The Wall Street Journal
By Ralph Gardner, Jr.
There are a couple of tests I like to administer to cabbies, which they mostly fail, to see how well they know the city. One involves their strategy for getting to the Triborough Bridge. Except on rare occasions-for example at 4 a.m.-it’s always faster to travel up Third Avenue to 124th Street than to join the traffic backed up along 96th Street waiting to enter the northbound FDR Drive.
Taking this route has turned me into something of a student of 124th Street between Third and Second avenues. (I’m not the only motorist in on the secret, and congestion causes traffic to slow to a crawl down the block.) But the lethargic pace gives one an opportunity to enjoy the scenery. And lately it’s been improving, undergoing something of an urban revival involving new apartment buildings, a police station and, perhaps most significantly, Carver Community Garden.
On Tuesday Carver became one of 32 such gardens that the Trust for Public Land, a national conservation organization, deeded over to the communities they serve. The Trust saved them from being auctioned off by the Giuliani administration in 1997 and has functioned as their stewards ever since. They’ll now be run by three new land trusts, giving local gardeners in their low-income neighborhoods greater control of their operations.
I’m told the Carver Community Garden has been around since the 1970s, so I don’t know why it started to attract my attention only recently. (Perhaps because I was one of those fools idling in traffic on 96th Street.) But there’s something about raised beds of tomatoes and green beans, and even an apple tree, that has a medicinal effect not only on the local community but also on passing motorists. And when I visited the garden Monday afternoon, it was buzzing with activity, and only partially because I’d come bearing free publicity. (Scott Keatley-who along with his wife, Gina, a James Beard scholar and Food Network “Extreme Chef” contestant, founded Nourishing NYC, a nonprofit that feeds those in need and maintains one of the garden’s more bounteous beds-admitted that he doesn’t always run around in a carrot costume; he has someone else do it for him.)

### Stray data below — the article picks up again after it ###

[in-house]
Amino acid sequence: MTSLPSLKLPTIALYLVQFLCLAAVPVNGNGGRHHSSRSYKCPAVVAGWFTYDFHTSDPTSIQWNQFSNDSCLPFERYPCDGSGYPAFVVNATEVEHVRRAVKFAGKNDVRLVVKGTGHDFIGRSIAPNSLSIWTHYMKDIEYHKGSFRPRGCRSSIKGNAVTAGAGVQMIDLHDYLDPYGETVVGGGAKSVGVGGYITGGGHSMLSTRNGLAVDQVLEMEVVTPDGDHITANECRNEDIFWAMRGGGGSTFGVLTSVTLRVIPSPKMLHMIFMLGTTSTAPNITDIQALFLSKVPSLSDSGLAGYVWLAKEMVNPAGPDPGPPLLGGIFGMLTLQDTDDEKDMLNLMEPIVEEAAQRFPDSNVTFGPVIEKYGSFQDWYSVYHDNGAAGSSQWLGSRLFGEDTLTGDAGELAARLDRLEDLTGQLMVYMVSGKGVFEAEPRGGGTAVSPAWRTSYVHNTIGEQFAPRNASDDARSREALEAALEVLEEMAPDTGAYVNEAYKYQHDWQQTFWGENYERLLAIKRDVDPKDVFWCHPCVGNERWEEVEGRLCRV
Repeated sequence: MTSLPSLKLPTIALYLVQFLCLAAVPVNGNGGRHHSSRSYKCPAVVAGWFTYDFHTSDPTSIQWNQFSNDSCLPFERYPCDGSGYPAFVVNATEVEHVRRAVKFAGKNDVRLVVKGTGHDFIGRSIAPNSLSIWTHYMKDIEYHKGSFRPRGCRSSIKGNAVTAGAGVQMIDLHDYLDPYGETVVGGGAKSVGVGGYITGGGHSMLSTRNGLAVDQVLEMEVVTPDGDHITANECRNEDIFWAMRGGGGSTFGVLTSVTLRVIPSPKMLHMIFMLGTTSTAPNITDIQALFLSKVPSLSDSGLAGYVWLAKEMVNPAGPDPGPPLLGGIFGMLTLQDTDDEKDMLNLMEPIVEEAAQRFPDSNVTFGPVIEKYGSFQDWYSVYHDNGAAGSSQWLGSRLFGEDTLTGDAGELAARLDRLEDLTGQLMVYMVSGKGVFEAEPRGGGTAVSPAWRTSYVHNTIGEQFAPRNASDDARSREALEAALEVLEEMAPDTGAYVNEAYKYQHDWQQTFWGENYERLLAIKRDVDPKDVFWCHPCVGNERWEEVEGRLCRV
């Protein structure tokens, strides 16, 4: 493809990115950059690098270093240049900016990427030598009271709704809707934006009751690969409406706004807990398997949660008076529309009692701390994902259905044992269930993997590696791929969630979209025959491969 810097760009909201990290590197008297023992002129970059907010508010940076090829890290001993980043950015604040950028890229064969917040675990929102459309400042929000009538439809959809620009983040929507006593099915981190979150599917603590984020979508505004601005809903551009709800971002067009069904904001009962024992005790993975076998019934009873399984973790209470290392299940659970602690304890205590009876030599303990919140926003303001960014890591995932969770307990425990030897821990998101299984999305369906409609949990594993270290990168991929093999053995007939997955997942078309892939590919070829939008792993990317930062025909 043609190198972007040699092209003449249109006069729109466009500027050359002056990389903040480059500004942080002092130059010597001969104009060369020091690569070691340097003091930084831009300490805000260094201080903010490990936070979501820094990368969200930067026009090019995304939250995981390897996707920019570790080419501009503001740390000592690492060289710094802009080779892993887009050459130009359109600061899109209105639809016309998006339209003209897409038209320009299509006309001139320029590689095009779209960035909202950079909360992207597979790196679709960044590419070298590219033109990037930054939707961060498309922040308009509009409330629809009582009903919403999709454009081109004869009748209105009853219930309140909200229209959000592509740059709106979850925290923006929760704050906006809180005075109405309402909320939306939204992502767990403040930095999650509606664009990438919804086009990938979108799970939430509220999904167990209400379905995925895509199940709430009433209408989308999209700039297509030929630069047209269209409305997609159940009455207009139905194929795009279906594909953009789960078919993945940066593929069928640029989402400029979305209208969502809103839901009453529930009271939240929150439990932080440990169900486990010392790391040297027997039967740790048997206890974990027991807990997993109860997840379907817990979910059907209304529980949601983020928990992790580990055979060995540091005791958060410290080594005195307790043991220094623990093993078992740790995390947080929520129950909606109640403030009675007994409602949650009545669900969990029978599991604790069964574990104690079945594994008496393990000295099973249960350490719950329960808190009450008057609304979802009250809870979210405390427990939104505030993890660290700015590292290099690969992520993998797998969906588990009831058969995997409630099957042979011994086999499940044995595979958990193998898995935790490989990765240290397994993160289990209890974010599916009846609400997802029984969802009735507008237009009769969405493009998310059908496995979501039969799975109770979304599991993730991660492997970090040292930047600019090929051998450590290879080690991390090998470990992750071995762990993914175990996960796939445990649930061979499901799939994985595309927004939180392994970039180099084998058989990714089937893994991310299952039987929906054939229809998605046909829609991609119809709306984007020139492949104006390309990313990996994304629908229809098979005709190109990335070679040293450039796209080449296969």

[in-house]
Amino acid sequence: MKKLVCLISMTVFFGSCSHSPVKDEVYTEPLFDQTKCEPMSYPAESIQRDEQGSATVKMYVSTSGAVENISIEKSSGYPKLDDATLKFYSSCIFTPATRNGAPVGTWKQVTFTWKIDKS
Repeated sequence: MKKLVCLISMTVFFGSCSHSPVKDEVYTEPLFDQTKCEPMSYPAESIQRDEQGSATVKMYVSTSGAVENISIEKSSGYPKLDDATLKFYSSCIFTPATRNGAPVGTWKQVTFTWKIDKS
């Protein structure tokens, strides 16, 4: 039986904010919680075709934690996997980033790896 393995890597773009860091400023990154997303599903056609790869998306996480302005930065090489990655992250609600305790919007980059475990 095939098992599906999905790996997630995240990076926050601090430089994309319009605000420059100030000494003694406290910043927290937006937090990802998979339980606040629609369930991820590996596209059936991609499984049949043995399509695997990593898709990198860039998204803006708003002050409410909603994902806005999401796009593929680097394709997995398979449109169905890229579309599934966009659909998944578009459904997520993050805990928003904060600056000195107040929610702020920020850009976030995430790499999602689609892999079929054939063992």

In the adjoining planting bed, Elizabeth Basurto, who comes from a remote Mexican village, was tending to her corn and cabbage while her sons Jesus, 5, and Luis, 3, played with the children of women from Peru and Guatemala who were tending their own crops. The family lives in the neighborhood but was introduced to the garden and its delights through Unidos Si Se Puede, an organization that tries to lessen the isolation many feel in the U.S. when they are unable to speak English or sometimes even Spanish, by affording them an activity that reminds them of home.
“They speak dialects,” explained Yolanda Guevara, who runs the group. “They fall into depression. This is what they know-they know how to plant.”
Ms. Basurto’s English is improving after studying the language for a year, but she switched to her native dialect to explain her relationship to the garden. “Everything she does over here is good for her and her children and reminds her where she was born,” Ms. Guevara translated.
In fact, Ms. Basurto pointed out growing techniques she’d learned in her mountain village-such as spacing cabbage plants a healthy distance apart and digging furrows between different vegetables. The women also grow plants exotic to New York but native to their homeland, such as verdolaga, which has a sharp and slightly spicy taste and, according to Ms. Basurto and Ms. Guevara, is combined with tomatoes and onions and can be made into a soup.
The garden, like much else in life, seems a bit of a hierarchy, with newcomers rating smaller beds in something less than full sunlight and old-timers such as James Smith, a retired tractor-trailer driver who has worked his plot and helped maintain the garden for 35 years, managing a bed to rival any of those maintained by the nonprofits. Odyssey House, the drug-treatment facility, which uses the garden as therapy for some of its residents, for the first time this year is growing vegetables-among them basil, tomatoes and Swiss chard-in a part of the garden shaded by an extremely healthy looking gingko tree.
Cutting it down would be considered sacrilege in the average city park or shade garden-I’m not a big fan of gingkoes, but this was one of the more attractive specimens I’ve seen-but Erica Packard, the executive director of the Bronx and Manhattan Land Trusts, the community garden’s new owner, didn’t seem adverse to the idea. “We cut five trees,” she said. “We could do with a few less. Trees are probably not the best thing in a garden.”
The garden’s only water feature is a hose, and about a half-dozen children belonging to the women weeding and harvesting their plots, none seemingly older than 5, were playing with it and splashing Mr. Smith’s crops, somewhat to his annoyance. “Tell them to put no water in my garden,” he shouted. “I don’t water until late at night.”
Mr. Smith, a 126th Street resident who has helped the garden survive both rat and cat infestations (it’s now free of both), could probably keep the entire block in fresh produce from his plot alone. It boasts various kinds of beans, zucchini, collard greens, cucumbers, mint, tomatoes and cantaloupes. All indications are that this will be a good growing season. “I had them last year that big,” he said of the cantaloupes, indicating something the size of a bowling ball. “It took three people to eat it.”
He turns his tomatoes into sauce, but wasn’t aware you can freeze tomatoes. I like to think I made a small contribution to the community garden, or at least to Mr. Smith’s well-being, by explaining that you simply run them under cold water and peel off their skins. They make an excellent tomato sauce, their full-bodied taste a visceral memory of summer.